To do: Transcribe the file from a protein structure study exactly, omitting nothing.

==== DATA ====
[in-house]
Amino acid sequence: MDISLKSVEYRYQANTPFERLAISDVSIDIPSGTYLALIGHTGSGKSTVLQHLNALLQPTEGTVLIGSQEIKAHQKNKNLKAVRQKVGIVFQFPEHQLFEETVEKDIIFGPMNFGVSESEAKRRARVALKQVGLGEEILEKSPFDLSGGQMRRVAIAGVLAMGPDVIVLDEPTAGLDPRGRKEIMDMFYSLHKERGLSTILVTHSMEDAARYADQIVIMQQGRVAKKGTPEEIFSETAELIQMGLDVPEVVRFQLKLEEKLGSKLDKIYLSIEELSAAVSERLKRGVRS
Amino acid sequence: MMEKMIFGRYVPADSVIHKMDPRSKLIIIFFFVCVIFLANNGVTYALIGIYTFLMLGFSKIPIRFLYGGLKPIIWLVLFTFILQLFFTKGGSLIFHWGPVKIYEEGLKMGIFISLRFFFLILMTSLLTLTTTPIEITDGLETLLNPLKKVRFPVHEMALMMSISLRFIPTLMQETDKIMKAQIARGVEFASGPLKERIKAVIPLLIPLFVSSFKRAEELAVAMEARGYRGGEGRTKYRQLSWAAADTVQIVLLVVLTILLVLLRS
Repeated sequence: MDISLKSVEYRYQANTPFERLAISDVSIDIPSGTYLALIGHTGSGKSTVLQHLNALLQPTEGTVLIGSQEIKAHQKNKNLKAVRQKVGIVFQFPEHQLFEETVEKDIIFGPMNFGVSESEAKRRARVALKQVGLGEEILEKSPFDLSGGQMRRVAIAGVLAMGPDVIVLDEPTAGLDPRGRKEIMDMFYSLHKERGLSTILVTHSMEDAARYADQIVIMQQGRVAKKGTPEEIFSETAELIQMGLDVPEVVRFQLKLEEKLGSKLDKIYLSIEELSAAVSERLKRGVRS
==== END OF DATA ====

[in-house]
Amino acid sequence: MDISLKSVEYRYQANTPFERLAISDVSIDIPSGTYLALIGHTGSGKSTVLQHLNALLQPTEGTVLIGSQEIKAHQKNKNLKAVRQKVGIVFQFPEHQLFEETVEKDIIFGPMNFGVSESEAKRRARVALKQVGLGEEILEKSPFDLSGGQMRRVAIAGVLAMGPDVIVLDEPTAGLDPRGRKEIMDMFYSLHKERGLSTILVTHSMEDAARYADQIVIMQQGRVAKKGTPEEIFSETAELIQMGLDVPEVVRFQLKLEEKLGSKLDKIYLSIEELSAAVSERLKRGVRS
Amino acid sequence: MMEKMIFGRYVPADSVIHKMDPRSKLIIIFFFVCVIFLANNGVTYALIGIYTFLMLGFSKIPIRFLYGGLKPIIWLVLFTFILQLFFTKGGSLIFHWGPVKIYEEGLKMGIFISLRFFFLILMTSLLTLTTTPIEITDGLETLLNPLKKVRFPVHEMALMMSISLRFIPTLMQETDKIMKAQIARGVEFASGPLKERIKAVIPLLIPLFVSSFKRAEELAVAMEARGYRGGEGRTKYRQLSWAAADTVQIVLLVVLTILLVLLRS
Repeated sequence: MDISLKSVEYRYQANTPFERLAISDVSIDIPSGTYLALIGHTGSGKSTVLQHLNALLQPTEGTVLIGSQEIKAHQKNKNLKAVRQKVGIVFQFPEHQLFEETVEKDIIFGPMNFGVSESEAKRRARVALKQVGLGEEILEKSPFDLSGGQMRRVAIAGVLAMGPDVIVLDEPTAGLDPRGRKEIMDMFYSLHKERGLSTILVTHSMEDAARYADQIVIMQQGRVAKKGTPEEIFSETAELIQMGLDVPEVVRFQLKLEEKLGSKLDKIYLSIEELSAAVSERLKRGVRS